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Idaho Rivers United v. United States Forest Service

March 9, 2012

IDAHO RIVERS UNITED,
PLAINTIFF,
v.
UNITED STATES FOREST SERVICE, AND UNITED STATES FEDERAL HIGHWAY ADMINISTRATION, DEFENDANTS.



The opinion of the court was delivered by: B. Lynn Winmill Chief Judge United States District Court

MEMORANDUM DECISION AND ORDER

INTRODUCTION

The Court has before it two motions to dismiss, one filed by the United States Forest Service (Forest Service) and one by the United States Federal Highway Administration (FHWA). The motions are fully briefed and at issue. The Court will grant each motion in part, for the reasons explained below.

BACKGROUND

Introduction

The State of Idaho has authorized oil companies to transport hundreds of oversized loads along U.S. Highway 12, a route passing through the Clearwater National Forest and paralleling two rivers that have been designated as Wild and Scenic Rivers under the Wild and Scenic Rivers Act. Plaintiff Idaho Rivers United (IRU) claims that the Forest Service and the FHWA failed to comply with their mandatory duty to regulate the transportation of those loads through federal land.

Highway 12 and the Wild and Scenic River Corridor

The Idaho segment of U.S. Highway 12 is a two-lane highway that runs 177 miles from the port of Lewiston east to Lolo Pass at the Montana border. See Amended Complaint (Dkt. No. 10) at ¶ 66. For much of its route through Idaho, Highway 12 passes through the Clearwater National Forest, federal land regulated by the Forest Service. The State of Idaho constructed the Highway in the 1950s and '60s. Id. at ¶ 79. The Forest Service issued the State special use permits authorizing it to construct the Highway through the Forest. Id. Until 1995, the State administered the Highway pursuant to these special-use permits and two memoranda of understanding. Id. In 1995, the Forest Service conveyed an easement to the FHWA, which it then conveyed to the State. Id. at ¶ 81. The State recorded the Highway Easement Deed in 1997. The Deed grants the Idaho Transportation Department ("ITD") "a right-of-way for the operation and maintenance of a highway" through the Forest. See Exhibit A (Dkt. No. 21-1) at pg. 3. The easement is subject to various conditions, including that the State shall "[p]rotect and preserve soil and vegetative cover and scenic and scenic and esthetic values on the right of way outside of construction limits." Id. at pg. 6.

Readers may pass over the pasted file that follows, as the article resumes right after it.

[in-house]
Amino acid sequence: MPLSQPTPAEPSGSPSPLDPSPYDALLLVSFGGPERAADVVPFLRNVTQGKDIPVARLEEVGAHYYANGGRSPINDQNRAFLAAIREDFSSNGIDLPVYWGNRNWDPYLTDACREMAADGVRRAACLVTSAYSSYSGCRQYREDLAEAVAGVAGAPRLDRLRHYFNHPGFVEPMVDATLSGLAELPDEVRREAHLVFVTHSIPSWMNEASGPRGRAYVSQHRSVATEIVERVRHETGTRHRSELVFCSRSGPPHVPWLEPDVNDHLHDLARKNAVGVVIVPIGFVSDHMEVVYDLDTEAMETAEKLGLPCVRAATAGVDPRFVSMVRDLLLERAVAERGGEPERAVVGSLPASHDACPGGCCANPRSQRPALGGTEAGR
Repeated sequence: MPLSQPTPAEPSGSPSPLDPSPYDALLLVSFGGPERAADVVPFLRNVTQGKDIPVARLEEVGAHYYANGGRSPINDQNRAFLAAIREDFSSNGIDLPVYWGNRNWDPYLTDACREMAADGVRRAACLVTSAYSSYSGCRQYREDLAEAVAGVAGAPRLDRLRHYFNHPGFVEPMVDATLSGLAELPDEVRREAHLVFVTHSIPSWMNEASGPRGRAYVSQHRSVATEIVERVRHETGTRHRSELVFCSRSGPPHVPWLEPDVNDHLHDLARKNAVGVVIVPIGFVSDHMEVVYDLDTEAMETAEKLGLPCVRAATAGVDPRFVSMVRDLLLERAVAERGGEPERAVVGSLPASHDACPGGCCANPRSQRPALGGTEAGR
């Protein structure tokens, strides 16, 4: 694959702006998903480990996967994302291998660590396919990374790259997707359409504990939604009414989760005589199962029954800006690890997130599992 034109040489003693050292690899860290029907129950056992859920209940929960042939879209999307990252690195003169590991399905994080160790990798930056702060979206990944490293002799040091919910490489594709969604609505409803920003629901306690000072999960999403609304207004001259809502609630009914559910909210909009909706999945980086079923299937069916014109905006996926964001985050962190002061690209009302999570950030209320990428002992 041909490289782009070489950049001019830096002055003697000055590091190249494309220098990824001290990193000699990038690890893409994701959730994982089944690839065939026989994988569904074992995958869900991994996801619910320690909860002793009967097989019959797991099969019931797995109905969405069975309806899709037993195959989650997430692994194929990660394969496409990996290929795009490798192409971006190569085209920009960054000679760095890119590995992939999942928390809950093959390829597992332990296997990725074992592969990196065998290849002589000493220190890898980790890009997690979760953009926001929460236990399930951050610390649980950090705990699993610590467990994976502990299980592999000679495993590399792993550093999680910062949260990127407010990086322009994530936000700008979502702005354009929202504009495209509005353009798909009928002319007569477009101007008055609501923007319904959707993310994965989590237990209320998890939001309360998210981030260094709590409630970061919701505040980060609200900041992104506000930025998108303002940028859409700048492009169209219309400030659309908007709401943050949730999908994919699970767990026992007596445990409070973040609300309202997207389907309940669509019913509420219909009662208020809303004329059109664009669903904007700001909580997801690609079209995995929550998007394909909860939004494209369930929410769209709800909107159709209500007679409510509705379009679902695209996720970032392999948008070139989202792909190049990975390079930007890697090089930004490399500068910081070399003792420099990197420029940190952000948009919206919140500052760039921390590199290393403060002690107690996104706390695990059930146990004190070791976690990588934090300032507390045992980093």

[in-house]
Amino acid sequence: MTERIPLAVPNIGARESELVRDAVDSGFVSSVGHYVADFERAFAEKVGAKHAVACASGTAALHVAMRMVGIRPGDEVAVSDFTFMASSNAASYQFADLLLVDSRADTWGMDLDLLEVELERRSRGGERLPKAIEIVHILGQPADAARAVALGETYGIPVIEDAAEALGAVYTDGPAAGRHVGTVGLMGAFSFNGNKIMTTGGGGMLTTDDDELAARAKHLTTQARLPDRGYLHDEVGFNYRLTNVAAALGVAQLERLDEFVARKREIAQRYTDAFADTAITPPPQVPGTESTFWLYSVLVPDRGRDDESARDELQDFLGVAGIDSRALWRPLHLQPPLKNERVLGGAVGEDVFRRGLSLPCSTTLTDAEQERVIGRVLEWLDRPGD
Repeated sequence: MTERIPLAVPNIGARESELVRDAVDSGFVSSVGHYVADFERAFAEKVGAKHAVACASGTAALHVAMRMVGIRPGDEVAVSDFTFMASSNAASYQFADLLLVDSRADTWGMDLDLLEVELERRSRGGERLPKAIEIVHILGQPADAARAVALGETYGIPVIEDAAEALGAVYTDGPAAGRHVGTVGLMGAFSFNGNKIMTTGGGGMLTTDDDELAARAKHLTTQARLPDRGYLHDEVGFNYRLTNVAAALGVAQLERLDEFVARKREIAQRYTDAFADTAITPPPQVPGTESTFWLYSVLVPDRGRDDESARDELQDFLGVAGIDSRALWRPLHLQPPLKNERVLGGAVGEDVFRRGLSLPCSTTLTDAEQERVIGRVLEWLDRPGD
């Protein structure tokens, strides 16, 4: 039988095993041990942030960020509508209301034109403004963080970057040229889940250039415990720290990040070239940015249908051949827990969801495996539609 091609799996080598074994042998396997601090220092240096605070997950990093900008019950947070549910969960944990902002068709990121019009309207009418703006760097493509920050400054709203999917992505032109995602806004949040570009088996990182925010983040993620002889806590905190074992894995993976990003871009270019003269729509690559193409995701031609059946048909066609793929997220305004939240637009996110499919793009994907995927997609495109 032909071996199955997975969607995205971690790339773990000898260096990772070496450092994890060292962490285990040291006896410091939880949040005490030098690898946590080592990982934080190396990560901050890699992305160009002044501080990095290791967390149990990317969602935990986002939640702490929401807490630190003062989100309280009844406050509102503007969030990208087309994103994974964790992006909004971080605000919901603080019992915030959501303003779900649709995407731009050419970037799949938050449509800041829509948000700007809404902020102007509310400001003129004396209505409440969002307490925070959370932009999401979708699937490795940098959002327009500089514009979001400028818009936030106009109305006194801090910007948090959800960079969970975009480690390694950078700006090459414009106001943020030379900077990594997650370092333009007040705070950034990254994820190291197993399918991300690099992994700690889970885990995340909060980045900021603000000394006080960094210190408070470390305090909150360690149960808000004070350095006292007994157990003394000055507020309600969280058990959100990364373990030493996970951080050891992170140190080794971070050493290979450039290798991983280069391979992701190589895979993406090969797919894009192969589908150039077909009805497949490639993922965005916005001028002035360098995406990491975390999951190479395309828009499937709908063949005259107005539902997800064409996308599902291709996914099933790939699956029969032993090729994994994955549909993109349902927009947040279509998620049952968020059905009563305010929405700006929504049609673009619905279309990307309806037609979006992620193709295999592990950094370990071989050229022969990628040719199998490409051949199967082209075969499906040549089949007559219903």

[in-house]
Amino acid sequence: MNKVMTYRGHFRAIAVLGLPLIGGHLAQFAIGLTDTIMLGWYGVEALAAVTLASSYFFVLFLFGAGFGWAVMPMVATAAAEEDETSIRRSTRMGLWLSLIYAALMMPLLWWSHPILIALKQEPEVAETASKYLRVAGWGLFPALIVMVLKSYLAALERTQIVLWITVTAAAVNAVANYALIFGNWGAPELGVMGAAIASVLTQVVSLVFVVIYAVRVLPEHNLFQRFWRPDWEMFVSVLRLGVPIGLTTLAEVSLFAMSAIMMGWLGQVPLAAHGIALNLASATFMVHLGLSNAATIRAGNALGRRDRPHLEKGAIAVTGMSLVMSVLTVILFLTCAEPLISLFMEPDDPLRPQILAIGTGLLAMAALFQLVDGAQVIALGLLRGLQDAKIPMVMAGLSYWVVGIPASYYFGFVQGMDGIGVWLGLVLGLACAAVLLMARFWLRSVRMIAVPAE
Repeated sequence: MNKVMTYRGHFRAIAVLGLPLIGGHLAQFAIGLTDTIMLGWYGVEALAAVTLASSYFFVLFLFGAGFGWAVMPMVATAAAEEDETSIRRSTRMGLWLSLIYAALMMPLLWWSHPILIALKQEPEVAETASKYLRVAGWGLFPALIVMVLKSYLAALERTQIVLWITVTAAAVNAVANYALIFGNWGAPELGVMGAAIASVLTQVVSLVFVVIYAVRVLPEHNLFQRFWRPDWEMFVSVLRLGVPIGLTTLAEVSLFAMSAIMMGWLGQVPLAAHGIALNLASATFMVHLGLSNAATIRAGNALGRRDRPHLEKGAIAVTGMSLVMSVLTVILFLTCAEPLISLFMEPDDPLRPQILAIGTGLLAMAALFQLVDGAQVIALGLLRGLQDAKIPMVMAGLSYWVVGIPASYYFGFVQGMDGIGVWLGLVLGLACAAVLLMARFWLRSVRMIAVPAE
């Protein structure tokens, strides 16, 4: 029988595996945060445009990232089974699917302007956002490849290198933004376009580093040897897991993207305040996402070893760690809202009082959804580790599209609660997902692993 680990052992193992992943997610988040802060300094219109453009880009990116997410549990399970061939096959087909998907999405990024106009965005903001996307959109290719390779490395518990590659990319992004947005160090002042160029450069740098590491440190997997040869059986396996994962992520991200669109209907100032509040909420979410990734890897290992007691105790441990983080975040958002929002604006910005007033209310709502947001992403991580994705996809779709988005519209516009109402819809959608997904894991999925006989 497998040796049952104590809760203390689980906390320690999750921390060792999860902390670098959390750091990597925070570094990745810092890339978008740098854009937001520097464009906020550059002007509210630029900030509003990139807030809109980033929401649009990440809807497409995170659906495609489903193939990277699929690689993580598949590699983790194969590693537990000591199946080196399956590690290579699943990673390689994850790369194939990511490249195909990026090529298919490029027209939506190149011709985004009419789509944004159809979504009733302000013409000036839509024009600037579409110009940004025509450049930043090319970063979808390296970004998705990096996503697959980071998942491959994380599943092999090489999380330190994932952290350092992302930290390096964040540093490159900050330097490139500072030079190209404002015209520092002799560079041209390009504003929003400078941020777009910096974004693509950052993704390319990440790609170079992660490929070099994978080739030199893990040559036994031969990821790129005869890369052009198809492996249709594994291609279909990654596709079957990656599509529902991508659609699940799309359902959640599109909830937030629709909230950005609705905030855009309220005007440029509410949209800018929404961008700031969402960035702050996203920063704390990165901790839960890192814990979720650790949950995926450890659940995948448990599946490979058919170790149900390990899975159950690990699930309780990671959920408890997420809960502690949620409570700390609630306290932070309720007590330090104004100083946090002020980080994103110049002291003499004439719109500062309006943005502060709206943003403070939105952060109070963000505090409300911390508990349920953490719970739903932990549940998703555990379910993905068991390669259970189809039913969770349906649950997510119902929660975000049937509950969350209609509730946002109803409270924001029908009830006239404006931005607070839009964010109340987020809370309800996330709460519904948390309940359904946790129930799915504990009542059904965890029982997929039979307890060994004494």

The Highway runs along the Middle Fork of the Clearwater and Lochsa Rivers. Both rivers were designated as Wild and Scenic Rivers by the passage of the Wild and Scenic Rivers Act in 1968. See 16 U.S.C. § 1274(a)(1). The Act tasked the Forest Service with administration of these river systems "in such manner as to protect and enhance . . . [their] esthetic, scenic, historic, archeologic, and scientific features." 16 U.S.C. § 1281(a).

The Surface Transportation Efficiency Act of 1991 directs the Secretary of Transportation to "carry out a national scenic byways program that recognizes roads having outstanding scenic, historic, cultural, natural, recreational, and archaeological qualities." 23 U.S.C. § 162(a). Pursuant to this statutory directive, the Secretary designated Highway 12 as the "Northwest Passage Scenic Byway" in 2002. See Amended Complaint at ¶ 71. Both before and after the designation of Highway 12 as a Scenic Byway, the Department of Transportation awarded grants to the State for projects supporting Highway's status as a Scenic Byway. Those grants included funding for the drafting of a "corridor management plan," construction of various interpretive and visitor's centers, and construction of passing lanes. Id. at ¶¶ 70, 71.

State Authorization of "Mega-load" Transportation.

Around October of 2008, Imperial Resources Ventures Limited ("Imperial Oil"), a partially-owned subsidiary of Exxon Mobil, contacted the IDT with a proposal to use Highway 12 to transport equipment for use in tar sand mining and extraction to Alberta, Canada. Id. at ¶¶ 84, 89, 91. Imperial Oil proposed barging pre-manufactured mining equipment to the Port of Lewiston and then using Highway 12 to transport the equipment through Idaho.

On February 14, 2011, ITD issued a Memorandum of Decision authorizing Imperial Oil's proposal. The Memorandum authorizes Imperial Oil to use Highway 12 to transport "200 plus" separate loads, each of which significantly exceeds the State's height, width, length, and/or weight transportation restrictions. Id. at ¶ 85, 90. These "mega-loads" are so large that they occupy both lanes of Highway 12. Id. Imperial Oil's traffic control plan requires the mega-loads to travel at night, accompanied by twenty or more support vehicles. Id. ¶ 92. During the day, the loads will be parked in public turnouts along the highway. Id.

With ITD's permission, Imperial Oil has made modifications along Highway 12 in preparation for the mega-loads. In 2009, Imperial Oil paid for utility companies to upgrade utility lines that did not provide sufficient clearance. Id. at ¶ 93. Also in 2009, the company's contractor, Kiewit, trimmed hundreds of trees along the highway right-ofway, including over 500 in the Clearwater National Forest. Id. Kiewit also resurfaced and reinforced nine turnouts along Highway 12. Id.